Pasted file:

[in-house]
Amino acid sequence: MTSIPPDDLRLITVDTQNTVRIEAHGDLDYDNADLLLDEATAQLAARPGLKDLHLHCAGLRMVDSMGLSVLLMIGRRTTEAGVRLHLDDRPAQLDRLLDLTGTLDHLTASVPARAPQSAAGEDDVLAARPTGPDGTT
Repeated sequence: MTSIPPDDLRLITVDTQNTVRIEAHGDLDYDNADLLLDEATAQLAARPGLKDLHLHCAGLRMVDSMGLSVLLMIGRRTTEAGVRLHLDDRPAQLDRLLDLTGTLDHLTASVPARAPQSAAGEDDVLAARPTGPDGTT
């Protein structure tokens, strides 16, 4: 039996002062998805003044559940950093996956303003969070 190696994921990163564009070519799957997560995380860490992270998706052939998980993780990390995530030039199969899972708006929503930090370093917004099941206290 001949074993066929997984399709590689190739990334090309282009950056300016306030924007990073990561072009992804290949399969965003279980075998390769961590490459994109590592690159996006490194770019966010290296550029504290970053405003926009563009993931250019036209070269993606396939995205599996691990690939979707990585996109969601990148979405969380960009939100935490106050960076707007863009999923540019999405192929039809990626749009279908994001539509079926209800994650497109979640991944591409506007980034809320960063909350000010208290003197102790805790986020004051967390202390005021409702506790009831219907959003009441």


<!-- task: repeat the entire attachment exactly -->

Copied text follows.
[in-house]
Amino acid sequence: MTSIPPDDLRLITVDTQNTVRIEAHGDLDYDNADLLLDEATAQLAARPGLKDLHLHCAGLRMVDSMGLSVLLMIGRRTTEAGVRLHLDDRPAQLDRLLDLTGTLDHLTASVPARAPQSAAGEDDVLAARPTGPDGTT
Repeated sequence: MTSIPPDDLRLITVDTQNTVRIEAHGDLDYDNADLLLDEATAQLAARPGLKDLHLHCAGLRMVDSMGLSVLLMIGRRTTEAGVRLHLDDRPAQLDRLLDLTGTLDHLTASVPARAPQSAAGEDDVLAARPTGPDGTT
């Protein structure tokens, strides 16, 4: 039996002062998805003044559940950093996956303003969070 190696994921990163564009070519799957997560995380860490992270998706052939998980993780990390995530030039199969899972708006929503930090370093917004099941206290 001949074993066929997984399709590689190739990334090309282009950056300016306030924007990073990561072009992804290949399969965003279980075998390769961590490459994109590592690159996006490194770019966010290296550029504290970053405003926009563009993931250019036209070269993606396939995205599996691990690939979707990585996109969601990148979405969380960009939100935490106050960076707007863009999923540019999405192929039809990626749009279908994001539509079926209800994650497109979640991944591409506007980034809320960063909350000010208290003197102790805790986020004051967390202390005021409702506790009831219907959003009441």